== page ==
Since that day I’ve been trying to make taubah more often, sometimes it’s difficult and I feel rushed for time, but I know that this is something that I have to commit myself to, because I most definitely do not want to be deprived of Allah’s mercy and start repenting when it’s far too late.

The strange thing is that the more I make taubah, the more I’m reminded of Allah Almighty’s Mercy. I remember hearing in another lecture that Allah (SWT) loves it when we repent and if we did not commit sin then Allah would have created another nation who would be able to repent for their sins, because Allah Almighty, The Most Merciful wants to shower His Mercy and Blessings on us. SubhanAllah, Allah truly is Amazing!

May Allah (SWT) accept all of our repentance and help us to receive His mercy and forgiveness, Insha’Allah Ameen!

There are other important lessons that I learnt from our meeting, but I will put that in my next posts Insha’Allah.

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Friday, November 19, 2010

Different types of addictions

It’s about 4 months now that I de-activated my Facebook account and voluntarily became an outcast to the social network world. This was just something that I had to do, for a number of reasons. You see, from the outset I knew that facebook was strangely addictive, I even warned other people about it, but the thing with this, just like other “addictions” is that the good is focused on more than the bad.

What was being presented to me was this wonderful world where I could keep in touch with old friends, re-connect with former school mates who I haven’t seen for years and know what my friends and colleagues were doing on an everyday basis (or more like on an hourly basis in this case). It made me feel connected to other people, like I was part of something special and meaningful. It started out with casual visits to facebook, and then it became worse. Everyday I’d have to check my facebook page, and even though not much changed each day, (except of course for people’s constantly updated status messages, which seemed to focus on every minute detail of their lives), I’d still feel the compulsive need to go online and see what was going on.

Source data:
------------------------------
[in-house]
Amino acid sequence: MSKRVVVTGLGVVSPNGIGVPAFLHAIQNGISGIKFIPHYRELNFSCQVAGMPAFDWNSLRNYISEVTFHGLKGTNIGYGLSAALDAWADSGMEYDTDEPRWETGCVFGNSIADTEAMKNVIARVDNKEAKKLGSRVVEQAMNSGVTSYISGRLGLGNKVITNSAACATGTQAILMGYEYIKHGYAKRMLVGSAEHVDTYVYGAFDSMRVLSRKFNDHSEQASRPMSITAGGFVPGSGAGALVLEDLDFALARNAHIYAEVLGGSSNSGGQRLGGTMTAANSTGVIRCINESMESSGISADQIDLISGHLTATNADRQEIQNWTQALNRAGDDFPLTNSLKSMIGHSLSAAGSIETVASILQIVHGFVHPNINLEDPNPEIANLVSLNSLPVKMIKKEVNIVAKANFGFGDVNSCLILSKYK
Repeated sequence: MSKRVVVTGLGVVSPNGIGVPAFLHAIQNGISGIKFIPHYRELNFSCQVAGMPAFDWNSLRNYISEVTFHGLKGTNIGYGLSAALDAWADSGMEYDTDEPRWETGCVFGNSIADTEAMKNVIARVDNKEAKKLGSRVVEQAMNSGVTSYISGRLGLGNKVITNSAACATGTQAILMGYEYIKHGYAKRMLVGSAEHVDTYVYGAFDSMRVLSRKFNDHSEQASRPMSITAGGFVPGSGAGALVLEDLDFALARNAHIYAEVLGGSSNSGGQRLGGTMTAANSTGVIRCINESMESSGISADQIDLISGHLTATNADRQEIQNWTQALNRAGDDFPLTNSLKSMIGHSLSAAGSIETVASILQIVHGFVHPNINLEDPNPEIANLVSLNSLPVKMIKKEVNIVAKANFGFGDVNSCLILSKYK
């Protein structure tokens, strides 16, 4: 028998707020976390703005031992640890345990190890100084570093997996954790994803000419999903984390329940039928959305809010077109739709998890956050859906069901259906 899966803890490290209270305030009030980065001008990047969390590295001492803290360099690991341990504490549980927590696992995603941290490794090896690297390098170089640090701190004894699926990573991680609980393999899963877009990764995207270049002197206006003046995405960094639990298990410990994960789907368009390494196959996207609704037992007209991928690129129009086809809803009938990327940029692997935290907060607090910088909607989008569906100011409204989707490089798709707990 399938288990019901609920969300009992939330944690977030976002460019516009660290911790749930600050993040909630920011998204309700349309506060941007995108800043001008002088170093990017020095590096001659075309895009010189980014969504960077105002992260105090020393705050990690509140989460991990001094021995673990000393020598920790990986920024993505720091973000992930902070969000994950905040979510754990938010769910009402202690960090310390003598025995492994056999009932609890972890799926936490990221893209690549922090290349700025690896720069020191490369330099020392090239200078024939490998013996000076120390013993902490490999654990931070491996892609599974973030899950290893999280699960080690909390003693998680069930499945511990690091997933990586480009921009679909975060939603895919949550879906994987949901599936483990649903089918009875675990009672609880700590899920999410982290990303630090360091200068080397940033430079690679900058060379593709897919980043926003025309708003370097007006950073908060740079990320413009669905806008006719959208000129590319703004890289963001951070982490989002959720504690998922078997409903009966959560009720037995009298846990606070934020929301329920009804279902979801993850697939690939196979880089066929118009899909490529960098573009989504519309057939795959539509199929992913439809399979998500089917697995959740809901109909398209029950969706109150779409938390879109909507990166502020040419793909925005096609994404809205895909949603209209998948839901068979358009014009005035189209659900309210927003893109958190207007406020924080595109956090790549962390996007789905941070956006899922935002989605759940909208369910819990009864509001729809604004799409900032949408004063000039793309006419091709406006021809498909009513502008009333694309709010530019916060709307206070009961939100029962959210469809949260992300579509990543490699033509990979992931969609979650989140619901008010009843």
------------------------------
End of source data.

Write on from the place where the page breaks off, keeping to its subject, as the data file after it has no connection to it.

I have to admit that it was difficult for me to deactivate. It seemed as if though I would be missing something important in my life, it definitely took a lot of contemplation. But after speaking to Allah (SWT) my resolve was strong and I knew that I had to do it. When I finally decided to ‘take the plunge’ it was strange. As I was about to click on the final deactivate profile button , these pictures of some of my friends showed and it said; “Are you sure you want to leave and so will really miss you”... or something to that effect.( I obviously can’t remember the exact words). I immediately felt all warm and fuzzy inside and seriously considered going back and not deactivating, but something inside made me wonder why there was so much emphasis on me staying activated. I guess like any other “addiction”, the system requires there to be a number of addicts otherwise the system will not be able to function.